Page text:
Song & Dance Aside, “Pullman Porter Blues” Disappoints
The story of the Pullman porters, and especially A. Philip Randolph’s work to establish the International Brotherhood of Sleeping Car Porters is one of the great unsung sagas of American history. In Seattle Rep‘s Pullman Porter Blues (through October 28; tickets) Cheryl L. West attempts to tell this story in broad strokes, with occasional dabs of specificity. The result is a smattering of compelling moments in a farrago of song, dance, and overwrought circumstance.
The show opens promisingly. Alexander V. Nichols’ projections provide an instantly recognizable scene that connects large themes and proves to be a linchpin in the plot. Sadly the design achievements, including Riccardo Hernandez’s magnificent and clever set, outstrip those of the writing.
Set on June 22, 1937, the story follows young Cephas Sykes (Warner Miller), a third-generation porter. It is Cephas’s first day of on-the-job training with his grandfather, going down the river from Chicago toward New Orleans, reversing the Great Northern Migration. That date was also the night that Joe Louis won the heavyweight championship and almost precisely two months before the Pullman Company and the Brotherhood of Sleeping Car Porters signed their first contract agreement. The coincidences and confluences of events only thicken from there.
Also on board the train is an all-black blues band and their lead singer, Sister Juba (E. Faye Butler) whom, it is revealed, has intimate connections with the Pullman Company and the Sykes men. Many white passengers are spoken of but only one is seen: Lutie (Emily Chisholm), a stowaway of a hobo. As rare as a black blues band might be on board the all-Pullman Panama Limited, a hobo hopping on and hiding in the baggage car is only slightly less ludicrous than by-the-book Cephas agreeing to hide her.
The cast is strong overall, though Larry Marshall (as Cephas’s grandfather, Monroe) was not the only actor who seemed to struggle with his lines on opening night. Butler, Miller, and Cleavant Derricks (as Cephas’s father, Sylvester) are excellent in their roles with Butler and Derricks’ charisma carrying the audience through many rough patches.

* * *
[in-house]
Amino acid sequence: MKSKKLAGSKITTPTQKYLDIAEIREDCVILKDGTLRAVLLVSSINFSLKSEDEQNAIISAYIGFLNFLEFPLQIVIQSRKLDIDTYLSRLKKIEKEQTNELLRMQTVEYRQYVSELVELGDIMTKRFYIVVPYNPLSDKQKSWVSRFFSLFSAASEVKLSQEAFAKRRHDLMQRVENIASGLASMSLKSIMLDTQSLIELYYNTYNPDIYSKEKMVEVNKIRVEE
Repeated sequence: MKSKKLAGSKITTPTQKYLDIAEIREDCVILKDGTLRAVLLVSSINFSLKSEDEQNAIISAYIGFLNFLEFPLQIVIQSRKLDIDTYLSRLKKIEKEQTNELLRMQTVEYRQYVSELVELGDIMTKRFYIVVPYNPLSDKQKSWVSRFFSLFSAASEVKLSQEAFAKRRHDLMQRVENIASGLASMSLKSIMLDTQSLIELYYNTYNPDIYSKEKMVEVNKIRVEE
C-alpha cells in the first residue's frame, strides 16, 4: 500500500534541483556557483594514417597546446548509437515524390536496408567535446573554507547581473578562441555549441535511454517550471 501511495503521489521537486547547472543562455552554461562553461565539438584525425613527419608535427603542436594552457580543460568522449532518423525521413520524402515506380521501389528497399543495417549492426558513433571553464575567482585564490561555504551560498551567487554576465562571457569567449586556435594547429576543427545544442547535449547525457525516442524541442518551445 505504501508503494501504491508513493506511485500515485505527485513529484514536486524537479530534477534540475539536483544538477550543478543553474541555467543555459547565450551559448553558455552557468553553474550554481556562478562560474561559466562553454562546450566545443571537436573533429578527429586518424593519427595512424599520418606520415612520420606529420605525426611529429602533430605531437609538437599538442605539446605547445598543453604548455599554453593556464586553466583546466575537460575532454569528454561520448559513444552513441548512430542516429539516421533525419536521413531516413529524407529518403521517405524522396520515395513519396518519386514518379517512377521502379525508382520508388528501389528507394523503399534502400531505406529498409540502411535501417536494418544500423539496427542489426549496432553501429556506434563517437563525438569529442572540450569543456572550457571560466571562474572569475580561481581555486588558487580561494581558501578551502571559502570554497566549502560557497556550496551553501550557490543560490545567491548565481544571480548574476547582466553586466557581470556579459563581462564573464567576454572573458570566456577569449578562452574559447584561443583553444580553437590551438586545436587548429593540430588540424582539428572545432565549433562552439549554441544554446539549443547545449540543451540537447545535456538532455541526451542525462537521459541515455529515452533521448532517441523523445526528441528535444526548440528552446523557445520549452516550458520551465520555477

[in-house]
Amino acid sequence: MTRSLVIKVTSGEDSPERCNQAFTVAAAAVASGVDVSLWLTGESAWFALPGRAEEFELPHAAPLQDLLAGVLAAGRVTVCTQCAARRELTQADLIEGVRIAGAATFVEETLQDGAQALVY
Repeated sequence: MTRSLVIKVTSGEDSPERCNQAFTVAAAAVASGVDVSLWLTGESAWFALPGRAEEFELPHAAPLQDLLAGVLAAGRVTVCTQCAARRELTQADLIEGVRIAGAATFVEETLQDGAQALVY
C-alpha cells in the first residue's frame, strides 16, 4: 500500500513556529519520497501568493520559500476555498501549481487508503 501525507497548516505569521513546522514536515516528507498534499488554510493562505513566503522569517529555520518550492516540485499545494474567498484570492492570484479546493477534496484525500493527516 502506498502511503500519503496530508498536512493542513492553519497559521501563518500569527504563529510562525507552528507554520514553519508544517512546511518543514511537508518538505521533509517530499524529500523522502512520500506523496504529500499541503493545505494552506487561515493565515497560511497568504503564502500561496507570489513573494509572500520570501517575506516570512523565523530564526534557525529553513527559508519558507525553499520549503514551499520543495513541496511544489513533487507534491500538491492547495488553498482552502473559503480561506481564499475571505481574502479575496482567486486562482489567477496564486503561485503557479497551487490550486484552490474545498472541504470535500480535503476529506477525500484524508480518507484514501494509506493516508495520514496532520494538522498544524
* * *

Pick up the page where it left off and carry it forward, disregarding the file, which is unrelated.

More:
The finest moments are in song and dance. Sonia Dawkins’ choreography ranges from blues to Motown with the Sykes men stepping like The Temptations. These dances perfectly express the tension of suppressed emotion that could drive the drama of this show. In their official capacity the porters keep their movements tight, synchronized and small. On big emotional moments, bodies are freed and feet and arms come alive.
The band is great—not only in their music but also with the provisional characters and handful of lines they’ve been given to invite them into the plot. Vague attempts to justify their presence (among the show’s many inconsistencies in verisimilitude of plot and circumstance) draw attention to such flaws but cannot mute the audience response. The house rocks to popular favorites like “Sweet Home Chicago” and powerhouse numbers like “Wild Women Don’t Have the Blues.” The single most effective moment of the show may be “Trouble in Mind,” which is made to work both dramatically and artistically in service to the show as a whole.
Chisholm also contributes to the sound. Under the tutelage of Chic Street Man, she will soon be giving that other harmonica-playing Seattle actor, Charles Leggett, a run for his money. However Chisholm gets the short end of the stick in the acting. She and Richard Ziman get saddled with two-dimensional roles that all but beggar belief. Ziman is the almost unwaveringly villainous conductor, Tex, and Chisholm is a hobo-hooker with a heart of gold, a racist mouth, and an open mind.
Stylistically this script is all over the map. At times the show is a documentary, at others it’s a domestic melodrama, and too often it resembles a saccharine Disney-style underdog tale. What it seems to want most to be is a Civil Rights-era epic. A sobering and satisfying ending gives you hope for the work, but then a touch of the mystical makes you cringe. Had she opted to speak of the societal through the personal, rather than the reverse, West’s script might have been more successful. As it is, Pullman Porter Blues amounts to a frustrating and disappointing evening.